Marina Abramović and Anish Kapoor Explore Virtual Reality at Art Basel Hong Kong
I was recently lucky enough to be part of a select crowd invited to London’s Royal Academy of Arts to see Marina Abramović and Anish Kapoor introduce their new virtual reality works.
While both artists clearly share the desire to challenge and transport the viewer in their use of this emerging technology, they do so from differing perspectives – Abramović exploring human connection and reminding us of the vulnerability of nature, and Kapoor provoking a more physical response.
In Abramović’s Rising, an avatar of the artist appears before you in a glass box and encourages you to touch her hands. You’re then taken to a platform in an arctic landscape, confronted by a wall of icy glacier. The glacier crashes into the sea, creating vast waves in the water around your feet, before you suddenly find yourself back where you started, faced with a heartfelt plea to respect the planet.
Kapoor’s Into, Yourself, Fall is more abstract, creating an otherworldly space where you tumble through a red, dreamlike interior down into blackness. He imagines a space between reality, fantasy and the subconscious that causes a real sensation of height, descent and vertigo.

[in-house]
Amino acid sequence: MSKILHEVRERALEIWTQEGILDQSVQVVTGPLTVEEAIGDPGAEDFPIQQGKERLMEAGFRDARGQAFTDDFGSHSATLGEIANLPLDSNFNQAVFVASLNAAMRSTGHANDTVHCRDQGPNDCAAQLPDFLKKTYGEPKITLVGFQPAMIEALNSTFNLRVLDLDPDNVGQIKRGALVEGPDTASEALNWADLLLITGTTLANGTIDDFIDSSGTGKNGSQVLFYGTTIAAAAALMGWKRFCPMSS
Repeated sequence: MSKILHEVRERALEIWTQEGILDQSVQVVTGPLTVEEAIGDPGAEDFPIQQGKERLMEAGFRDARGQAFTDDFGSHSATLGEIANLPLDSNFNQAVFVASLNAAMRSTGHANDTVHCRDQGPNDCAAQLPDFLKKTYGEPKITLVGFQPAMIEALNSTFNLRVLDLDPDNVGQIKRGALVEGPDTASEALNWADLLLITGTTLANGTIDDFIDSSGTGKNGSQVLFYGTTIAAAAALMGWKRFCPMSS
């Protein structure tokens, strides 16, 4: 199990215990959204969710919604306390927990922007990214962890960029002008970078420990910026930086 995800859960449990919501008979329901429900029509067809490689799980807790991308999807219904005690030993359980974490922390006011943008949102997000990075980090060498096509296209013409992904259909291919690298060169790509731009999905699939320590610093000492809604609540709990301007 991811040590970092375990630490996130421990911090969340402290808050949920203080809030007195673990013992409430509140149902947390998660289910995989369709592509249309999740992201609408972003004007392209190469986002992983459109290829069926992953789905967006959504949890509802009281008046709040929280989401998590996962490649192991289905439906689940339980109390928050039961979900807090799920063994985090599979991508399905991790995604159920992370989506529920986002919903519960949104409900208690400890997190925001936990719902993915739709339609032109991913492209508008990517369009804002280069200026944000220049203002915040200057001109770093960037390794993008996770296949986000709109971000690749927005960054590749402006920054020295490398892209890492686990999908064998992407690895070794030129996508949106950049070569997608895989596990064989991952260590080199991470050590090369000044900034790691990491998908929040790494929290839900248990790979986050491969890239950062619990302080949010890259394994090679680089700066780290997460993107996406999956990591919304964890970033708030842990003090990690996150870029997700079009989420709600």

Captivating and inventive as both experiences were, the highlight of the evening for me was the revealing and personal discussion that followed between these two leading lights of the art world and the RA’s creative director, Tim Marlow.
First Marina highlighted the challenges faced by artists in balancing the use of technological innovations like VR with the power of the actual ideas and motivations behind their creations, recalling early use of the Xerox machine and the impact it had on the art of the time.
Anish then opened up about his experience of the violence in gaming culture – how he was inspired to be ‘naughty’ – and suggested that perhaps it’s healthy to have a space where we can indulge our more primal urges. I’m not sure Marina was convinced; as her work suggests, she’s more concerned with inspiring people to feel empathy towards one another, as opposed to aggression.
Was this just a stereotypical masculine versus feminine interpretation? Either way, they both agreed that, being rather older than your typical gamer, their experience of VR was likely to be very different to that of a younger generation more used to creating avatars and existing in multiple realities. With that in mind, it may have been interesting to involve some younger artists to compare generational interpretations, as well as gender and artistic style.
As this exhibition shows, the future of art and technology is ever evolving, and we at Produce always enjoy exploring new experiences in a human, curious, playful and educational way.
The public presentation is exhibiting at Art Basel Hong Kong from 29th-31st March 2018.
Both works were created in collaboration with Art Basel Hong Kong’s official VR partner, VIVE (https://www.vive.com/us/) – a VR headset developed by HTC and Valve Corporation.
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